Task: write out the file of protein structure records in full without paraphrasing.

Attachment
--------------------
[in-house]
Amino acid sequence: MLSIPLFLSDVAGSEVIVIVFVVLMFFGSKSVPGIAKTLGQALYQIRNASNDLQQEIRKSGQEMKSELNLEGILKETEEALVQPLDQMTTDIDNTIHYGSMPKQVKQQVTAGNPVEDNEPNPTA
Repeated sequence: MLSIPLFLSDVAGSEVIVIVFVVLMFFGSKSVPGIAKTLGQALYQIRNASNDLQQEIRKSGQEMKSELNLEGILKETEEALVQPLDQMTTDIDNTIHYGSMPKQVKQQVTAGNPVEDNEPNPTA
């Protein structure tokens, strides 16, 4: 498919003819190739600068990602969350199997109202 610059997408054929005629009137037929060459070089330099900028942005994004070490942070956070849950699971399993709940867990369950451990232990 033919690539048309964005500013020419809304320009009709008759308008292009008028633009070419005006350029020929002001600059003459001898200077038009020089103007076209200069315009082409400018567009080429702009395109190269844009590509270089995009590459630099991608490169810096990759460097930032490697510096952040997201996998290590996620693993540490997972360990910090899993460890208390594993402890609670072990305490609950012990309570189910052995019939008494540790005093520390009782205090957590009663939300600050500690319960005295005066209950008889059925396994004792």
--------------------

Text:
[in-house]
Amino acid sequence: MLSIPLFLSDVAGSEVIVIVFVVLMFFGSKSVPGIAKTLGQALYQIRNASNDLQQEIRKSGQEMKSELNLEGILKETEEALVQPLDQMTTDIDNTIHYGSMPKQVKQQVTAGNPVEDNEPNPTA
Repeated sequence: MLSIPLFLSDVAGSEVIVIVFVVLMFFGSKSVPGIAKTLGQALYQIRNASNDLQQEIRKSGQEMKSELNLEGILKETEEALVQPLDQMTTDIDNTIHYGSMPKQVKQQVTAGNPVEDNEPNPTA
């Protein structure tokens, strides 16, 4: 498919003819190739600068990602969350199997109202 610059997408054929005629009137037929060459070089330099900028942005994004070490942070956070849950699971399993709940867990369950451990232990 033919690539048309964005500013020419809304320009009709008759308008292009008028633009070419005006350029020929002001600059003459001898200077038009020089103007076209200069315009082409400018567009080429702009395109190269844009590509270089995009590459630099991608490169810096990759460097930032490697510096952040997201996998290590996620693993540490997972360990910090899993460890208390594993402890609670072990305490609950012990309570189910052995019939008494540790005093520390009782205090957590009663939300600050500690319960005295005066209950008889059925396994004792």